The great Galveston disaster, containing a full and thrilling account of the most appalling calamity of modern times including vivid descriptions of the hurricane Page: 483
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SNATCHED FROM THE JAWS OF DEATH. 483
simply to enforce the civil law and to maintain a discipline which
is necessary under the disturbed conditions. , The soldiers do not
work a hardship on any one."
A statement and an appeal addressed to the American people,
signed by Mayor Jones and members, of the Relief Committee,
and endorsed by Governor Sayres, was issued September 25th. It
set forth in detail the extent of the disaster which overtook the
city, in part as follows:
"Seventeen days after the storm at Galveston it is still
impossible to accurately estimate the loss of life and property. It
is known that the dead in the city will number at least one sixth
of the census population. The island and adjacent mainland will
add perhaps 2000 to this number. Actual property damage is
incalculable in precise terms, but we have the individual losses,
and losses in public property, such as paving, water works,schools,
hospitals, churches, etc., which will easily amount to $30,000,000.
This estimate takes no account of the direct and indirect injury to
business. Along the beach front upwards of 2600 houses, by actual
map count, were totally destroyed. Moreover, we estimatethat 973
per cent. of the remaining houses throughout the city were damaged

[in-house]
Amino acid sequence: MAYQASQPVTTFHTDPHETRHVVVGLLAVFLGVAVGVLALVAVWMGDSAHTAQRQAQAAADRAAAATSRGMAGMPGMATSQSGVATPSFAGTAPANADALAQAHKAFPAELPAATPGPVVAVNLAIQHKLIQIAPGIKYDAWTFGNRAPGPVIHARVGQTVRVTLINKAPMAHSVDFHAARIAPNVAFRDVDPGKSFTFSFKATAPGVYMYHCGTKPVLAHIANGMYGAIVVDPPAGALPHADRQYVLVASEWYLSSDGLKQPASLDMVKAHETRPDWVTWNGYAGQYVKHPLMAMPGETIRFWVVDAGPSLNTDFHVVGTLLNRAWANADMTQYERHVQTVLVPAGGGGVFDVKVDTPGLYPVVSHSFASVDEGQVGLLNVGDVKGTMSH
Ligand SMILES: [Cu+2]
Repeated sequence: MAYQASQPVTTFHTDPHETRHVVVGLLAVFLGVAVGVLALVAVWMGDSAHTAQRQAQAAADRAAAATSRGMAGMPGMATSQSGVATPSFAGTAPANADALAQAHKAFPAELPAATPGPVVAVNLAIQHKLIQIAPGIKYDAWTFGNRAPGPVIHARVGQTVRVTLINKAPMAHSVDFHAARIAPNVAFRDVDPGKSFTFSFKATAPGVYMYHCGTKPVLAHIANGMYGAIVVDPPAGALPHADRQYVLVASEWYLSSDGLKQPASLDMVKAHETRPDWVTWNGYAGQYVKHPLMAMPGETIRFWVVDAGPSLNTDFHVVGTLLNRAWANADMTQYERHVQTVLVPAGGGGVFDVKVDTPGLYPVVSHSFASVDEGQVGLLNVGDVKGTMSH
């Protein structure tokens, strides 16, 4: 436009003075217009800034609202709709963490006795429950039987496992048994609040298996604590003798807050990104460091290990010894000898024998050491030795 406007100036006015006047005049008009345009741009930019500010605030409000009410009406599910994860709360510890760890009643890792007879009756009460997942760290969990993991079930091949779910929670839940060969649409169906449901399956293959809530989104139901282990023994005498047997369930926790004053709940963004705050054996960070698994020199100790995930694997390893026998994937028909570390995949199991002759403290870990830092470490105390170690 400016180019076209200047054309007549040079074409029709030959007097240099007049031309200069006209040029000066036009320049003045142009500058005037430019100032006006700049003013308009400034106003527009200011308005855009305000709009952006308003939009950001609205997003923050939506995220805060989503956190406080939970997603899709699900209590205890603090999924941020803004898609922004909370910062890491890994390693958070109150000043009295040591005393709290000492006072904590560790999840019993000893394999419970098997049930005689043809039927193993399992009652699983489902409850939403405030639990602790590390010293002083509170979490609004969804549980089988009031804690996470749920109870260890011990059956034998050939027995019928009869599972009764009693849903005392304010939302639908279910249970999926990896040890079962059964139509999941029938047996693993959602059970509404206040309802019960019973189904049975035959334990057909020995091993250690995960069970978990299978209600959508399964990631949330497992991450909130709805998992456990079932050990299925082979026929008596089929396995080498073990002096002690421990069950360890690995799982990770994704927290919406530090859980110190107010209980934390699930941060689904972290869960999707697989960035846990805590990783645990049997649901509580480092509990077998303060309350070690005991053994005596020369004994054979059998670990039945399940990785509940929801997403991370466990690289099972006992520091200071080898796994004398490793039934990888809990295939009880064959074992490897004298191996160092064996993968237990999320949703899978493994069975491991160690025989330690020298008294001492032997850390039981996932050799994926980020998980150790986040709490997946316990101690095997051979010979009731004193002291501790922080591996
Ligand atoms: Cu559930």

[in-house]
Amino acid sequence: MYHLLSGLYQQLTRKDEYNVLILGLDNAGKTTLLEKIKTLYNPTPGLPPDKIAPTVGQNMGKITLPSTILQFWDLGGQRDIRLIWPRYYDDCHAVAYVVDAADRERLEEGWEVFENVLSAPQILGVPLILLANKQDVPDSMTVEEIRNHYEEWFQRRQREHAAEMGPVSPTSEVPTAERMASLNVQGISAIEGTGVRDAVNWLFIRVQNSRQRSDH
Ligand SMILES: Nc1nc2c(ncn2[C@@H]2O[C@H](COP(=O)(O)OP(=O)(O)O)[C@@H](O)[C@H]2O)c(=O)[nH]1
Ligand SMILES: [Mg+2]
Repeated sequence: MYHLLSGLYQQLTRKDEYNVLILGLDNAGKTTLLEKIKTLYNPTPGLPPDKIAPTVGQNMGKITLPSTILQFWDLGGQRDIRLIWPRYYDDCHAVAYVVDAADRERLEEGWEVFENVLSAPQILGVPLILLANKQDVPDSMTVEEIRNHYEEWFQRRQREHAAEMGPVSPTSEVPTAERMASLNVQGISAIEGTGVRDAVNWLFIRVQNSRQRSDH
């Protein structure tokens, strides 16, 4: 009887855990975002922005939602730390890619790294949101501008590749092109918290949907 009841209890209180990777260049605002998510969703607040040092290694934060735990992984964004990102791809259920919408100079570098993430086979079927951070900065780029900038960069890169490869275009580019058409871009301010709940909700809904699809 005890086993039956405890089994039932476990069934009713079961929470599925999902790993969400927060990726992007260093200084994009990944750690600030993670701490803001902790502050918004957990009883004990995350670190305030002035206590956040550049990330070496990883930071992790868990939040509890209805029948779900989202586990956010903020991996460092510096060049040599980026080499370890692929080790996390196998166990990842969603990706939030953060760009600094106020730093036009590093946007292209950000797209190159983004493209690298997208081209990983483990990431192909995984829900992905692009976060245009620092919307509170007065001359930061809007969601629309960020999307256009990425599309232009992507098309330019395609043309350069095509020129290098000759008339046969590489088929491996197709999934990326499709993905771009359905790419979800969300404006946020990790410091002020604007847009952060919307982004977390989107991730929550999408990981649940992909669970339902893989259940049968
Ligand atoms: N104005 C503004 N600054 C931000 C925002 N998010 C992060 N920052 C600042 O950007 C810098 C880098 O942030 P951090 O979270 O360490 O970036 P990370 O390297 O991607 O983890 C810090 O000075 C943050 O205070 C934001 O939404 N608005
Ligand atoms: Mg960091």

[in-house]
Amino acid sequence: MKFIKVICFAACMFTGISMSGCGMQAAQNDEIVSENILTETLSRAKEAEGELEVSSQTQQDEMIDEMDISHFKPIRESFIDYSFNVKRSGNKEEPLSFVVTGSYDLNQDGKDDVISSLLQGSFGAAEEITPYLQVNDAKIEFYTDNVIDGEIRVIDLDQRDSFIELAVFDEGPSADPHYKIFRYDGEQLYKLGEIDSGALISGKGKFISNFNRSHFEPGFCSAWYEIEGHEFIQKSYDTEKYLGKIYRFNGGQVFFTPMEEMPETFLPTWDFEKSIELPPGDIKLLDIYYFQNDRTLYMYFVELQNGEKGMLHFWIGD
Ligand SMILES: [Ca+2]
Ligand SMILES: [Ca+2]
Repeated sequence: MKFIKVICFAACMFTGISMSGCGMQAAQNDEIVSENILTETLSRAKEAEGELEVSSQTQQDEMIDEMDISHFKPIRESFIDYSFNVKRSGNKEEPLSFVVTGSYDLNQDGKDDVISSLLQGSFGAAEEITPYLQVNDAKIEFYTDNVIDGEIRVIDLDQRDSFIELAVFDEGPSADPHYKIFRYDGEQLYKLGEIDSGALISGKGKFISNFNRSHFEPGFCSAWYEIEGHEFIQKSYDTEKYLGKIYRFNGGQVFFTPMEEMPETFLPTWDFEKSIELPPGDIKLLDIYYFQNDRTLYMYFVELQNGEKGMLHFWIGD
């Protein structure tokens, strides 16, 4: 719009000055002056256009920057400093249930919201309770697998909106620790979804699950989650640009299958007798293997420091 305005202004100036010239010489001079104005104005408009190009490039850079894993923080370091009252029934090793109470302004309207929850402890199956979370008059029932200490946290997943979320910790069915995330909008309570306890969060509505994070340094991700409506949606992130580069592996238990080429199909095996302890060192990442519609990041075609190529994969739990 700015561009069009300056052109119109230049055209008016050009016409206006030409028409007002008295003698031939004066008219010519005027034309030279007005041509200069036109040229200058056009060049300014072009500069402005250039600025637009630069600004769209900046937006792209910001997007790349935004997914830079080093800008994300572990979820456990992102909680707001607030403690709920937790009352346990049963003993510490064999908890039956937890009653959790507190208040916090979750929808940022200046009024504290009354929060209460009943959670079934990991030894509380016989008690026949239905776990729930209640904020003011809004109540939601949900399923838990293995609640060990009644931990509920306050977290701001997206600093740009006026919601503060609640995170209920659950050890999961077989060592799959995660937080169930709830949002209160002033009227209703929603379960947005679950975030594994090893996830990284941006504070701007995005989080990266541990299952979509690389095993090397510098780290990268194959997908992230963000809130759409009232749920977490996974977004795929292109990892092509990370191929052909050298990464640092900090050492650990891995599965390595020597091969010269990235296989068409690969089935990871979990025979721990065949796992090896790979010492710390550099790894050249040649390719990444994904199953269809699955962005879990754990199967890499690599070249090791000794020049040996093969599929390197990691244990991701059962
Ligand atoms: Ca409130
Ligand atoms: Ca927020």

in greater or less degree. In fact none entirely escaped."
CbNFRONTED BY A GREATER PROBLEM.
Grateful thanks are extended for the help received, and the
address continues: " But a greater and a graver work confronts
us. Some kinds of homes, be they ever so humble, must be
provided for the Io,ooo people now huddled in ruined houses,
public places and improvised camps, to the end that they may not
become paupers, but may speedily set up their households
wherein repose. all that is best and noblest in American life. We
believe that the well to do and the charitable people of this nation
will not be contented to merely appease hunger and bind up
bruises, but will in very large measure and with more far reaching
effect contribute to the restoration of this people to a plane of
self support and self respect. It is for this purpose that we make
this further appeal."
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Lester, Paul. The great Galveston disaster, containing a full and thrilling account of the most appalling calamity of modern times including vivid descriptions of the hurricane, book, 1900~; (texashistory.unt.edu/ark:/67531/metapth26719/m1/541/: accessed July 28, 2017), University of North Texas Libraries, The Portal to Texas History, texashistory.unt.edu; .